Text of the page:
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photos: Paul Couillard
lie. site: corridor, second floor. laying flat on our backs with a small speaker coming down from the ceiling into our open mouths, the voice of one is heard via the mouth cavity of the other. as they come up the stairs, the audience encounters the longitudinal line of our bodies, they have to step over one set of feet to enter the site. we have closed all the windows and doors, during a heatwave. it is stifling. a dimmer jerry rigged with a small motor to dim up and down up continuously is our only source of light. the motor buzzes, it overheats at times interrupting the dimming temporarily. we have bare bulbs running down from the ceiling beside the speakers going into our mouths. the abandoned rooming house oozes its past. paul, the curator, had found a syringe and a court summons for a case of bodily harm in the kitchen as he cleaned up the place for us. to occupy an empty apartment is to fill it with its own emptiness, to saturate it with nothing. to disclose is to open yourself up to closeness, a reduction of distance, a proximate and narrow. how to read a corridor as a throat.
duration: 30 minutes
close. site: bathroom and closet, third floor. two, cramped. after lie we move upstairs and to begin we take unhinged doors and block ourselves in. one in bathroom, the other in closet. two small black and white tv monitors are in the room which includes closet and is adjacent to bathroom, they have a live feed from the enclosures and show details of the performances. two guitar amplifiers are in a windowless room diffusing the sound we produce inside. we swallow our mouths. a reduction of distance, a proximate and narrow. how to read a closet as a mouth. how to speak here, in the next room and in the other’s mouth. in the closet we found a note written on the wall above the threshold, only visible if one is standing inside the closet: Whoever is reading this message, God bless you and congratulations ‘cos you are one of the few in this world who has read this. This message was written by someone who is going to be very famous one day. [illegible signature] 1992.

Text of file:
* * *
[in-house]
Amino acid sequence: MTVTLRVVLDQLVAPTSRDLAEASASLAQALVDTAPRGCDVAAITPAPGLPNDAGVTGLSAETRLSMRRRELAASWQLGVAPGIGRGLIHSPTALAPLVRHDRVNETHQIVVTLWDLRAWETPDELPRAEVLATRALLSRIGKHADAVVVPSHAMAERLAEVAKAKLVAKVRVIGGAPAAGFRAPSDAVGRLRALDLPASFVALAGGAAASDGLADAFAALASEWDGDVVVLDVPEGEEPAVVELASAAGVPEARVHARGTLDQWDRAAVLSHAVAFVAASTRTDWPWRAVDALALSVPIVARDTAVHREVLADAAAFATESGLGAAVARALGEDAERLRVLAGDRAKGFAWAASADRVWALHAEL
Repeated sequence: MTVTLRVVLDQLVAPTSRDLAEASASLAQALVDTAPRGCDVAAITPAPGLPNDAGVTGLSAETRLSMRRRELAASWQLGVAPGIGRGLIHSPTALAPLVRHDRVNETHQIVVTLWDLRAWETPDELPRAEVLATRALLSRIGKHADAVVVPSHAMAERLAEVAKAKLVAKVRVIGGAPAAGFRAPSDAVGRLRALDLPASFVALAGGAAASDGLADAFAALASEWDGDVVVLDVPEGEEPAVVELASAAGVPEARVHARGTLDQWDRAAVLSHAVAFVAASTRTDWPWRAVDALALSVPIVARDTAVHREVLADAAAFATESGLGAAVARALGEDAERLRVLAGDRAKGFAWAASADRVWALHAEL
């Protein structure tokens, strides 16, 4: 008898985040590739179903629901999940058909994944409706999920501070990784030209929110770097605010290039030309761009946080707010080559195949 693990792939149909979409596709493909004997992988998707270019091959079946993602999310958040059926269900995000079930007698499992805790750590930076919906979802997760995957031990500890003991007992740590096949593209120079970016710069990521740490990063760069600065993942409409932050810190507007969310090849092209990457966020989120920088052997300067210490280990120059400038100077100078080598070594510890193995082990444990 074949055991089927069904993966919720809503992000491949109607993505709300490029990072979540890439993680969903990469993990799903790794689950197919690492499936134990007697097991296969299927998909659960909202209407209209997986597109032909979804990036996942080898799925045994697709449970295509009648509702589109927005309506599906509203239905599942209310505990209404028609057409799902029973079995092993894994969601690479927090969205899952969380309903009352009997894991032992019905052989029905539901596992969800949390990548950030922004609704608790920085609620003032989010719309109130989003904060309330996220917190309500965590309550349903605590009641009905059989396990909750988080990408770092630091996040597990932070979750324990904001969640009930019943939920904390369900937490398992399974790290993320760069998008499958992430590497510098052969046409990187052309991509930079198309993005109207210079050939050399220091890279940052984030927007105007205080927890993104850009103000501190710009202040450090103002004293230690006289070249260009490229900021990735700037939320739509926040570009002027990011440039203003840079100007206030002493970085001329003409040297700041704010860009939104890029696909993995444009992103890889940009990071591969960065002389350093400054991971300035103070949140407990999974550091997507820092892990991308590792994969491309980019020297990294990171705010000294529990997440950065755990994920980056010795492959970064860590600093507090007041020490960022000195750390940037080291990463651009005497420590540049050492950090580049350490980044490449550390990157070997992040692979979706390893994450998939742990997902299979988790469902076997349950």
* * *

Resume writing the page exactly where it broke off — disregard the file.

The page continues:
duration: 20 minutes (variable)
hold. site: room on third floor facing street. one holding the other for as long as possible. hand to forearm. both outstretched. at the end of close, one ends before the other (we would alternate over the three days we performed). that person removes the door, and goes to the room, lifts one arm to stomach level, and leaves it outstretched. the other, once done, undoes the barricade and comes over to hold the awaiting arm. two bare speakers lie on the floor beside us, one sits on top of the other. one speaks, the other listens, they feed back and create a rhythmic tic. bare speaker, barely speaking. to enclose is both to hold and to be held by your own grip. we both shake and waver imperceptibly. It began getting very boring. Nothing happened. I felt like I was in a trance. I looked again. They seemed to exist outside of time. Then I became acutely aware I had observed them earlier as specimens, but now felt their humanity (lucie sparham reviewing the performance for lola, fall 2001 issue). after each performance we would get the mattresses we had stored in the abandoned restaurant on the ground floor and reinstall ourselves in this room. the only one where we felt comfortable, barely. on the last day we noticed a bullet hole in one of the windows, it seemed to have originated from inside.